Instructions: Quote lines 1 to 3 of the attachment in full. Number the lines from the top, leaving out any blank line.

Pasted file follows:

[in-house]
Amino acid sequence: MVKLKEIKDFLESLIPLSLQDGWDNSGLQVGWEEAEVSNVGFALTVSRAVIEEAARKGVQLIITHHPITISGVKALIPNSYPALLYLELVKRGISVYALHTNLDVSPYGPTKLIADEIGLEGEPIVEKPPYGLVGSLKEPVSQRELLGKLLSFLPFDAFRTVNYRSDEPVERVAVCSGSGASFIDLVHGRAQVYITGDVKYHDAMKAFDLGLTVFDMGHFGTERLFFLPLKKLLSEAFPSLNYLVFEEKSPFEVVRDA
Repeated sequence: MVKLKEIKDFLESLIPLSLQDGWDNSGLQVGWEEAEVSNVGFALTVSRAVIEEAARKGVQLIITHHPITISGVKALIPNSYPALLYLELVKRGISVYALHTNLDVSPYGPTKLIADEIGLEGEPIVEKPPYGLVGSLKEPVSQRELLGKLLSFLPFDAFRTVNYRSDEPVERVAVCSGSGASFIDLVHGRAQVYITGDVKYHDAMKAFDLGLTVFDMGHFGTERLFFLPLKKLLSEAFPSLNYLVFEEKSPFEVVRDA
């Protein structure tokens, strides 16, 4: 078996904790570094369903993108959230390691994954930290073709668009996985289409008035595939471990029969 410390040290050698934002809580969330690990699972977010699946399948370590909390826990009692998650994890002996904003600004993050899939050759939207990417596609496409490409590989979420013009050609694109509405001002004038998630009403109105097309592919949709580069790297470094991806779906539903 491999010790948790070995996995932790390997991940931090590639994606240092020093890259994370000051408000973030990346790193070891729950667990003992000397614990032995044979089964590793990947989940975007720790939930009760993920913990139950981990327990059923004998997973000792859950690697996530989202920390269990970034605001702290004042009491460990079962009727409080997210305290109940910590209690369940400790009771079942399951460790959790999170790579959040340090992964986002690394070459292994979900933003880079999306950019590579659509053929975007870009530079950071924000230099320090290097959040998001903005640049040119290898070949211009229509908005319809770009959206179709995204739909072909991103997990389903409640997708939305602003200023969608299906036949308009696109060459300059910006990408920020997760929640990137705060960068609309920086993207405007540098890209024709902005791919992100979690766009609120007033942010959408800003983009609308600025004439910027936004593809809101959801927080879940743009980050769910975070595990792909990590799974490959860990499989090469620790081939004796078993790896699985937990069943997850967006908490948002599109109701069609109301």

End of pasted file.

[in-house]
Amino acid sequence: MVKLKEIKDFLESLIPLSLQDGWDNSGLQVGWEEAEVSNVGFALTVSRAVIEEAARKGVQLIITHHPITISGVKALIPNSYPALLYLELVKRGISVYALHTNLDVSPYGPTKLIADEIGLEGEPIVEKPPYGLVGSLKEPVSQRELLGKLLSFLPFDAFRTVNYRSDEPVERVAVCSGSGASFIDLVHGRAQVYITGDVKYHDAMKAFDLGLTVFDMGHFGTERLFFLPLKKLLSEAFPSLNYLVFEEKSPFEVVRDA
Repeated sequence: MVKLKEIKDFLESLIPLSLQDGWDNSGLQVGWEEAEVSNVGFALTVSRAVIEEAARKGVQLIITHHPITISGVKALIPNSYPALLYLELVKRGISVYALHTNLDVSPYGPTKLIADEIGLEGEPIVEKPPYGLVGSLKEPVSQRELLGKLLSFLPFDAFRTVNYRSDEPVERVAVCSGSGASFIDLVHGRAQVYITGDVKYHDAMKAFDLGLTVFDMGHFGTERLFFLPLKKLLSEAFPSLNYLVFEEKSPFEVVRDA